Considering, the multiplicity of various chemical, biological, electrochemical and operational parameters, nonlinear behavior of metal extraction in bioleaching processes, and the high ability of knowledge based systems in such complex media, in this research, a multi input-multi output fuzzy logic model was defined to predict copper and iron recovery from a flotation copper concentrate in a stirred electro-bioreactor. The proposed model predicts the nonlinear behavior of conventional and electrochemical bioleaching processes successfully.

2. Experimental Data

Data used in this fuzzy logic modeling was obtained from an experimental work performed previously by the author and his coworkers [17] . In that research, a chalcopyrite copper concentrate from the Sarcheshmeh Copper Mine (Kerman, Iran) was used to perform conventional and electrochemical bioleaching processes. X-ray fluorescence (XRF) and X-ray diffraction (XRD) analyses of the sample showed 27.7% Cu, 24.6% Fe, 14.8% S, and chalcopyrite (CuFeS2) as the major mineral and pyrite (FeS2) as the minor one. Experiments were carried out in a three compartment electro-bioreactor at 10% (w/v) solid content. A mixed culture of mesophilic bacteria and a mixed culture of moderately thermophilic bacteria were used at 35˚C and 50˚C, respectively. Experiments were conducted in nutrient medium, 9 K; stirring rate, 450 rpm; applied potential, 420 mV (in electrobioleaching tests); initial pH, 1.8; and aeration rate, 1.3 L∙min−1. The potential of the working electrode was controlled with respect to the reference electrode using a Solartron Sl 1287 potentiostat. The details of apparatus and techniques used have been previously described [17] .

3. Fuzzy Logic Modelling

3.1. Modeling Structure

A fuzzy logic system is a nonlinear mapping of an input data (feature) vector into a scalar output [18] . It contains four components: fuzzifier, rules, inference engine, and defuzzifier. In this research, the fuzzy modeling process was supported by Fuzzy Logic Toolbox of the Matlab software (version 7.4.0). The standard method of creating the model can be seen in Figure 1.

3.2. Fuzzification of Variables

Fuzzification is the process of finding the membership degrees. A membership function (MF) is a curve that

Figure 1. The fuzzy logic modeling process.

defines how each point in the input space is mapped to a membership value (or degree of membership) between 0 and 1 (Fuzzy Logic Toolbox). The value 0 represents a complete non-membership, the value 1 represents a complete membership function and values in between are used to represent partial membership. The input and output variables have been fuzzified according to the linguistic sets shown in Table 1. Experimental results and expert knowledge was used to obtain the numbers of the input membership functions and base widths. As can be seen from Figures 2-4 triangular membership functions (Equation (1)) was used to make the input variable time and output variables copper and iron recovery. Each membership function has 30% - 60% overlap with the adjacent ones.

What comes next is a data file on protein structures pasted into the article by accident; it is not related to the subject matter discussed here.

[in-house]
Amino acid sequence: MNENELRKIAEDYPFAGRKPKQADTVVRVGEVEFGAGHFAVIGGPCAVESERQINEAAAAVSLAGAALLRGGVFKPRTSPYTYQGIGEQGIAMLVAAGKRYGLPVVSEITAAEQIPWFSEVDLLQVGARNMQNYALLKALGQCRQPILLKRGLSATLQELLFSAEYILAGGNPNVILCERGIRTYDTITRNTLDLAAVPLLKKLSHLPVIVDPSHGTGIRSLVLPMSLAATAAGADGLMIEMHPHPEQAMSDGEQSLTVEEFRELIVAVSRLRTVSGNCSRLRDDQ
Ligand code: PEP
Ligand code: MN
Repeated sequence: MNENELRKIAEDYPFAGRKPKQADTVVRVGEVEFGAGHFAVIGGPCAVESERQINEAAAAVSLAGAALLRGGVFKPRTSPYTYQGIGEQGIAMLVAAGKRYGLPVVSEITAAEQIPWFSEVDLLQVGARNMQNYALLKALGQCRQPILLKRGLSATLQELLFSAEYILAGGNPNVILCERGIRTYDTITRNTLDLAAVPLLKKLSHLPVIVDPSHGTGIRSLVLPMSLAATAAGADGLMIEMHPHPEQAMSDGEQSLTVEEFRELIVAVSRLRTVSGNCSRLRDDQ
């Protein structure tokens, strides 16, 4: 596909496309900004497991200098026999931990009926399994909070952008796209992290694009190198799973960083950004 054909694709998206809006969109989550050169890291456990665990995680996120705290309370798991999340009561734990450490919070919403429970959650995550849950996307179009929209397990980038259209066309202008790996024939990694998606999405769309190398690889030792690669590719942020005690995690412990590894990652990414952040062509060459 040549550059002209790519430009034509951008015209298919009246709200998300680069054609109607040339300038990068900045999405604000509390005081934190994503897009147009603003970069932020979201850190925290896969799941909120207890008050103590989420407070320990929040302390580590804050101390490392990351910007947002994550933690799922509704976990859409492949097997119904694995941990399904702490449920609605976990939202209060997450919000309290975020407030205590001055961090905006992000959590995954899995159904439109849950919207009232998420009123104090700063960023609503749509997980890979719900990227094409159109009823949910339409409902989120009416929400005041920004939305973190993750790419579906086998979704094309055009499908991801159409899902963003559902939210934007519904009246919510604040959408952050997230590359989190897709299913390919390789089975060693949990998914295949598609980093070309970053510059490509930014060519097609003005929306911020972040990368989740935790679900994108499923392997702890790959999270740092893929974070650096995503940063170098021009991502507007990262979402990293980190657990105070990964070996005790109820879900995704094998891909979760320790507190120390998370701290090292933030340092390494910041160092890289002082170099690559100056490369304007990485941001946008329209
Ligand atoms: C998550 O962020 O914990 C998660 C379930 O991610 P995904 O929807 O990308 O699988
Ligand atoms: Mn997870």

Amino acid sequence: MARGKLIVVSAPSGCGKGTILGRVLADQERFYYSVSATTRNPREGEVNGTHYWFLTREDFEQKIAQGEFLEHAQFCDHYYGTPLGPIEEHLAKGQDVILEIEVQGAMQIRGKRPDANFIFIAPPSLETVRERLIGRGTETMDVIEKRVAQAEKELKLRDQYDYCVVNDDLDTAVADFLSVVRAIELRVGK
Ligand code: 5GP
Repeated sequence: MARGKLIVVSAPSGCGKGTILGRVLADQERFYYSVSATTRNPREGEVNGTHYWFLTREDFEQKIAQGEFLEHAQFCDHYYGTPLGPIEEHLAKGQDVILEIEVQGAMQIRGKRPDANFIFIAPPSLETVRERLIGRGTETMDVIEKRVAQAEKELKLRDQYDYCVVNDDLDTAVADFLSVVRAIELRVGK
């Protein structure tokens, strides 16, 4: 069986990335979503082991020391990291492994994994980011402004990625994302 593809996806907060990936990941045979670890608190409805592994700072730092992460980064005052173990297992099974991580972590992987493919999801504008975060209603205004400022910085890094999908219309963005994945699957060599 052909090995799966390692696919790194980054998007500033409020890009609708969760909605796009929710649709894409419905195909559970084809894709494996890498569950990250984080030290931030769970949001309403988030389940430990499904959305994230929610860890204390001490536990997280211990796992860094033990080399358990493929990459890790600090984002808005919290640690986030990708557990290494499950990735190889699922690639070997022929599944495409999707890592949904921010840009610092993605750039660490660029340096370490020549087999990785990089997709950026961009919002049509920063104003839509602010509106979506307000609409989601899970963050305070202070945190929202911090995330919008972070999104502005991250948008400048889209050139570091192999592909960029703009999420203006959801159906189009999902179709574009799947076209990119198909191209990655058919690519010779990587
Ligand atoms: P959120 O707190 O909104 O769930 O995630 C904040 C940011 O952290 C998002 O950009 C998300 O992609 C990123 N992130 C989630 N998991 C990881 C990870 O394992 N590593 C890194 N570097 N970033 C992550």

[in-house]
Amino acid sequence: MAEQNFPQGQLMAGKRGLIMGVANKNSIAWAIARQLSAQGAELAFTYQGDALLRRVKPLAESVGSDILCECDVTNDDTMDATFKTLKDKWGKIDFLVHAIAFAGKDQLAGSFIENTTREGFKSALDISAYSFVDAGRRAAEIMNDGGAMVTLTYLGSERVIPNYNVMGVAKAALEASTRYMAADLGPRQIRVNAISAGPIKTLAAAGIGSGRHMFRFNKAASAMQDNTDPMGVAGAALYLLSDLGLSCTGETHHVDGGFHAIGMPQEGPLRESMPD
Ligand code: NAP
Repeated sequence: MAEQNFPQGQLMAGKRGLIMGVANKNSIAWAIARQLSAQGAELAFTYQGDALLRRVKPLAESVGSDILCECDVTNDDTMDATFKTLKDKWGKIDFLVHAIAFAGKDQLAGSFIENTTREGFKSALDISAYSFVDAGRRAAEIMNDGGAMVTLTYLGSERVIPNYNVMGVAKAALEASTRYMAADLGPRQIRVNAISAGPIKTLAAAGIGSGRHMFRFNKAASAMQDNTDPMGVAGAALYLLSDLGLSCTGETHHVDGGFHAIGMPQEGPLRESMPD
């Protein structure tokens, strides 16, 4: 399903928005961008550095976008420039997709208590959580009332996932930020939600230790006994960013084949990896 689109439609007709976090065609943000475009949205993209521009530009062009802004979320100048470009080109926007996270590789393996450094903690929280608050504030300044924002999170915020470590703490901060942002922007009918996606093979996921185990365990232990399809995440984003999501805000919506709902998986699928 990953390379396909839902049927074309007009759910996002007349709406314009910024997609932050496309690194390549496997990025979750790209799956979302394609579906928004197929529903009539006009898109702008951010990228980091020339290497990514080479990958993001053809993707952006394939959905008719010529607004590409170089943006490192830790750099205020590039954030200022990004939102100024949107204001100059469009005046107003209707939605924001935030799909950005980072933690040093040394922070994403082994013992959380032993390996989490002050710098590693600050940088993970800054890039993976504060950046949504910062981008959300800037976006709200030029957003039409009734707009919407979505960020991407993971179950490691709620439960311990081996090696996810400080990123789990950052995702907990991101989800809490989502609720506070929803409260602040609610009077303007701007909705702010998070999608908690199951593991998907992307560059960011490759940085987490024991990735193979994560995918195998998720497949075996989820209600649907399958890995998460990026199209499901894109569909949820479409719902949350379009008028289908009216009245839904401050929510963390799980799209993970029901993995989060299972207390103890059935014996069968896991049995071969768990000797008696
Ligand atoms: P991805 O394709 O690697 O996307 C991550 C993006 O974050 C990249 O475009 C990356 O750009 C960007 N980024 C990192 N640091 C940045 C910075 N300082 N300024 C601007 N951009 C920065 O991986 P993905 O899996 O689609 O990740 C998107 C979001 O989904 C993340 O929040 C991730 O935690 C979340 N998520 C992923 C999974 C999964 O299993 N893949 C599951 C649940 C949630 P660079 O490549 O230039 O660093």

Ordinary (crisp) sets are a special case of fuzzy sets, in which the membership function only takes two values: 0 (non-membership) and 1 (membership) [19] . By considering this note, the input variables of “Method” and type of bacteria or “TOB” was defined as crisp sets which then was fuzzified in accordance with Equations (2) and (3). For “Method” variable, when the membership function is between 0 and 0.5, the bioleaching method (BL) is chosen and when it is between 0.5 and 1, the electrobioleaching method (EBL) is chosen. For “TOB” variable when the membership function is between 0 and 0.5, the mesophilic bacteria (M) are chosen and when it is between 0.5 and 1, the moderately thermophilic bacteria are chosen.


is the membership function of a fuzzy set; a, b, c are the constant.



and are the membership function of “Method” and “TOB” variables.

3.3. Fuzzy Rule Base and Logical Operators

Fuzzy rules could be derived from both expert’s reasoning and linguistic expressions and from the relationships between the system variables. To model the process, a fuzzy rule-based system was constructed with the 34 fuzzy if-then rules (Table 2). The relationships show some of the defined rules of the Mamdani fuzzy rule based system. Rules in the base contain fuzzy AND in antecedent part. To model the logical operator AND, one can use the main operator which gives the minimum membership degrees between two fuzzy sets of elements.